As I stood in the dining room, walking toward the kitchen and listening to Sam talk, my heart broke in two. I remembered the day I came out to my parents as Trans, I remember them not taking me seriously and my heart screamed with the knowledge that the one person in her life who would have understood, who could have fought her corner, was not there when she needed it most.

I came out to my parents about 3 years ago now. I came out to my mum in a panicked email the day before I started therapy. I came out to my step dad in a blaze of glory, screaming at the top of my lungs that he had no idea what I was going through and that he didn’t know the half of what drove me out of school. I came out to my biological dad in an attempt to find some answers about his feminine side and if this was something that he had ever questioned in himself. Every time was different, but every time the same result.

You’re too young to know what’s right for you. Don’t rush into things before you’re sure this is what you want. This is just a phase, you’re just over reacting to being a bit sensitive. Don’t tell people about this, because they will never let you live it down once the phase is over.

My parents would not take me seriously. I geared myself up each time for the violent disowning. I expected the blatant Transphobia right off the bat. It didn’t come, I was left in this weird emotional limbo knowing any day could be the day they realised this was real. It was a ticking time bomb, where I had to live each day in the knowledge they thought this was all some big joke.

I saw a lot of myself in Sam. I saw a lot of parrallels between myself and her when it came to my relationship with my current girlfriend, but the biggest emotional touchstone was this single moment that is often overlooked in LGBT coming of age stories, the period of not even being taken seriously. It rips us of our right to fight our corner and try to win people over. It rids us of our right to complain about our situation because “others have it much worse, being disowned or kicked out”. It puts us in this place that just invalidates a huge part of our personal identity in the eyes of the people we often want approval from the most.

That’s the real tragedy of Gone Home for me. I put myself into Katie’s shoes, imagining us to be one and the same person. The guilt I feel for not being there for Sam is insane. I could have been the person to advocate for her from a position of knowledge that her feelings for Lonnie won’t go away. I could have been the one to talk to her about falling in love with girls. I could have been the one to believe what she said, to let her feel like what she was feeling was validated by the world. As it stands, she will think back on a family who didn’t even have the respect to get angry. Who didn’t have the guts to cry.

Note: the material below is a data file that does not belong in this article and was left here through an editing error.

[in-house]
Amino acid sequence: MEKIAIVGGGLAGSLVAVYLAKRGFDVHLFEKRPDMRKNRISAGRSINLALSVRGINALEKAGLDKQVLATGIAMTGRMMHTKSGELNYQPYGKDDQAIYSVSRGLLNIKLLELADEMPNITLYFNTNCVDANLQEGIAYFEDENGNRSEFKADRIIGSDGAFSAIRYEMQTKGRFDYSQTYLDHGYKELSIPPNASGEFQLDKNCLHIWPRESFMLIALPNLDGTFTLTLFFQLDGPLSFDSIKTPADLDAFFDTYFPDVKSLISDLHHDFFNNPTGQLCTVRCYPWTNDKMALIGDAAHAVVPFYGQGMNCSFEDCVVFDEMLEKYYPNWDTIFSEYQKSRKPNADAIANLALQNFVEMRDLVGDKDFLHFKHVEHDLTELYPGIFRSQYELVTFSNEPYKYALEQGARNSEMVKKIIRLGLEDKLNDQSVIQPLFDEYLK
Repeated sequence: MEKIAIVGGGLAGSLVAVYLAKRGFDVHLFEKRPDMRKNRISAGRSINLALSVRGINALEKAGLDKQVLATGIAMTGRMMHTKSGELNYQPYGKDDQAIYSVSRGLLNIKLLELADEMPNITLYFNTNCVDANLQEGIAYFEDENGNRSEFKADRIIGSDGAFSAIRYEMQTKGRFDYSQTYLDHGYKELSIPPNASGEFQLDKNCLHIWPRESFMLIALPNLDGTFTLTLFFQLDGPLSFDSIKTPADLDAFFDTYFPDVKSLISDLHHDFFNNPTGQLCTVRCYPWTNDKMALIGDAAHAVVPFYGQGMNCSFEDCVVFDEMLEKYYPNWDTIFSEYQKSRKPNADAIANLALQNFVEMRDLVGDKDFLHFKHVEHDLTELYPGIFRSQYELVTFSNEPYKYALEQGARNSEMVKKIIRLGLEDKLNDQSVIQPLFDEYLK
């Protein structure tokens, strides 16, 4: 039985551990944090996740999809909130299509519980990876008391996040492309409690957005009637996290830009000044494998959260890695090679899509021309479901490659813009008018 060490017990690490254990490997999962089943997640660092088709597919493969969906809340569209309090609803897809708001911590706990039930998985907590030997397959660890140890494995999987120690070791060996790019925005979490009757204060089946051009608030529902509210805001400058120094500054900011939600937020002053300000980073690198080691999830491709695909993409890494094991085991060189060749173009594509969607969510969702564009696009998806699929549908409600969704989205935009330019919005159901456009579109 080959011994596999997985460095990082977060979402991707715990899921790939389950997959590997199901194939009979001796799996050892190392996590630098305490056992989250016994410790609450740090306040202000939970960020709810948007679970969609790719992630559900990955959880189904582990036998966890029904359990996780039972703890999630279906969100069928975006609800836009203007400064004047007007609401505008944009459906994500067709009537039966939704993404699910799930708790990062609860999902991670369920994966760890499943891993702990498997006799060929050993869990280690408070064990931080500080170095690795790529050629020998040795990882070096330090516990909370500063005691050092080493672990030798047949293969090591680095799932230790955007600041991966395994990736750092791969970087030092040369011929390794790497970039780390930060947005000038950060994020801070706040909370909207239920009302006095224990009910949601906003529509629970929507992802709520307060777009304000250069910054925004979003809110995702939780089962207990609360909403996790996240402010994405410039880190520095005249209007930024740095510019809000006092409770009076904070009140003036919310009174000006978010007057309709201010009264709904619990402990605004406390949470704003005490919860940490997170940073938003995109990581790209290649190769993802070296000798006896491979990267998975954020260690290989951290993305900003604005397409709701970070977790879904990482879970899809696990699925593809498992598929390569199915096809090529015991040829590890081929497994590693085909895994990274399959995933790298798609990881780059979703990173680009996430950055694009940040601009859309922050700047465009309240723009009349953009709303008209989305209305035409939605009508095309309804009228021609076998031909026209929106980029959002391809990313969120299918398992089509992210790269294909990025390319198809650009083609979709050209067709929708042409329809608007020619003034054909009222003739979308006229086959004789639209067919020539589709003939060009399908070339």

It’s okay Sam. Be happy in love. Lonnie, keep her safe.


About The Author

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Laura’s gaming journey began in the 90′s when she was given a SNES by her older brother with Mario paint. From that day video games were all she thought about day or night, be it playing them, designing them, discussing them or writing about them. Why does she want to write about indie games? Because indie devs are awesome and she wants to be their new best friend by telling them how terrible their games are. That’s how it works right? Twitter: @LauraKBuzz Email:

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  • This seems like an overreaction! Why on earth would you want a family to be dysfunctional as a show of “love” or caring? Having only read about the game, it doesn’t sound like it’s overly fixated on the sister’s sexual orientation. It’s the 2010’s, a family reacting violently is not the norm. Why not be there to talk about boys? What is the difference? And if Kaitlin had not been away, there would be no macguffin for exploring the house in the first place! There are a lot of games like this. I remember so many back in the Sega CD games. They usually have supernatural elements, but basically you explore a big house. Having been away, having her family inherit a house, she is exploring it alone for the first time.

    I don’t know if the game has the Portland vibe, but it was made in Portland I think, everything in Portland is utopian, if the game is set in Portland Samantha would have a harder time _not_ being gay or some equivalent thereof. Trans is still very different, especially MtoF, but being just regular queer is pretty run of the mill. It increases your odds you’ll be accosted on the street, but people just want to not let you get married, and it’s only a problem in the family if they are both scary religious and breathtakingly poor, in which case a young person doesn’t have a lot to gain by staying around anyway.